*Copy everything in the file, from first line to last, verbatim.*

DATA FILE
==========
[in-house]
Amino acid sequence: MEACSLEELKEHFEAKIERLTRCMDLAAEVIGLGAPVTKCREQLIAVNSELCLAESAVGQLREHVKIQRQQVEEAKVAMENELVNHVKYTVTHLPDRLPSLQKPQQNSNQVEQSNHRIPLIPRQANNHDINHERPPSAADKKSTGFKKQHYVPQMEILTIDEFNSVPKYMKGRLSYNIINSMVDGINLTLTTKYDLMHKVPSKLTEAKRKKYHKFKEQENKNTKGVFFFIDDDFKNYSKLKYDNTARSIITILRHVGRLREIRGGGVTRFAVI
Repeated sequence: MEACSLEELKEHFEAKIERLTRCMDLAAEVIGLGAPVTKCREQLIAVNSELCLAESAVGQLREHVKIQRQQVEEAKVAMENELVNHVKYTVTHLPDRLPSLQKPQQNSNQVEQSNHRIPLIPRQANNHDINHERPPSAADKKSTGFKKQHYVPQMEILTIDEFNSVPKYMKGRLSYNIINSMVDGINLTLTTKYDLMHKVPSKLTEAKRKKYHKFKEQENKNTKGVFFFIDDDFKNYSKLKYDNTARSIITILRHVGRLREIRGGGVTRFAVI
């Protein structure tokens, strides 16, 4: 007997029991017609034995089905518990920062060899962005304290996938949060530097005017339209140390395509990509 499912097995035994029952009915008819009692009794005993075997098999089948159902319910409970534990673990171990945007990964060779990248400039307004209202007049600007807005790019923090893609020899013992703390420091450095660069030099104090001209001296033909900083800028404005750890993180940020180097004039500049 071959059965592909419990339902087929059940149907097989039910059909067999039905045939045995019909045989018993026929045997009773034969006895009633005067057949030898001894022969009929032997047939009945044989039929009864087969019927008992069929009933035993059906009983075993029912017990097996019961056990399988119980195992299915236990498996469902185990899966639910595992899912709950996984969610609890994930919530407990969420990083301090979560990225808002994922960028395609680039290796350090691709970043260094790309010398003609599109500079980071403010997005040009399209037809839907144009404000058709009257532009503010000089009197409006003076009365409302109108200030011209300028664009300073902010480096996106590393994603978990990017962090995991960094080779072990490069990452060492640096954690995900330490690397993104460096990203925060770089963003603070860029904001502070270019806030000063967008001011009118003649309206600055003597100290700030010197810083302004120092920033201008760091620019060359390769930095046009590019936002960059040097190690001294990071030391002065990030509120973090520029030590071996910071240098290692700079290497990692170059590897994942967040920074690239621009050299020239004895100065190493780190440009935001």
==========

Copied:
[in-house]
Amino acid sequence: MEACSLEELKEHFEAKIERLTRCMDLAAEVIGLGAPVTKCREQLIAVNSELCLAESAVGQLREHVKIQRQQVEEAKVAMENELVNHVKYTVTHLPDRLPSLQKPQQNSNQVEQSNHRIPLIPRQANNHDINHERPPSAADKKSTGFKKQHYVPQMEILTIDEFNSVPKYMKGRLSYNIINSMVDGINLTLTTKYDLMHKVPSKLTEAKRKKYHKFKEQENKNTKGVFFFIDDDFKNYSKLKYDNTARSIITILRHVGRLREIRGGGVTRFAVI
Repeated sequence: MEACSLEELKEHFEAKIERLTRCMDLAAEVIGLGAPVTKCREQLIAVNSELCLAESAVGQLREHVKIQRQQVEEAKVAMENELVNHVKYTVTHLPDRLPSLQKPQQNSNQVEQSNHRIPLIPRQANNHDINHERPPSAADKKSTGFKKQHYVPQMEILTIDEFNSVPKYMKGRLSYNIINSMVDGINLTLTTKYDLMHKVPSKLTEAKRKKYHKFKEQENKNTKGVFFFIDDDFKNYSKLKYDNTARSIITILRHVGRLREIRGGGVTRFAVI
């Protein structure tokens, strides 16, 4: 007997029991017609034995089905518990920062060899962005304290996938949060530097005017339209140390395509990509 499912097995035994029952009915008819009692009794005993075997098999089948159902319910409970534990673990171990945007990964060779990248400039307004209202007049600007807005790019923090893609020899013992703390420091450095660069030099104090001209001296033909900083800028404005750890993180940020180097004039500049 071959059965592909419990339902087929059940149907097989039910059909067999039905045939045995019909045989018993026929045997009773034969006895009633005067057949030898001894022969009929032997047939009945044989039929009864087969019927008992069929009933035993059906009983075993029912017990097996019961056990399988119980195992299915236990498996469902185990899966639910595992899912709950996984969610609890994930919530407990969420990083301090979560990225808002994922960028395609680039290796350090691709970043260094790309010398003609599109500079980071403010997005040009399209037809839907144009404000058709009257532009503010000089009197409006003076009365409302109108200030011209300028664009300073902010480096996106590393994603978990990017962090995991960094080779072990490069990452060492640096954690995900330490690397993104460096990203925060770089963003603070860029904001502070270019806030000063967008001011009118003649309206600055003597100290700030010197810083302004120092920033201008760091620019060359390769930095046009590019936002960059040097190690001294990071030391002065990030509120973090520029030590071996910071240098290692700079290497990692170059590897994942967040920074690239621009050299020239004895100065190493780190440009935001």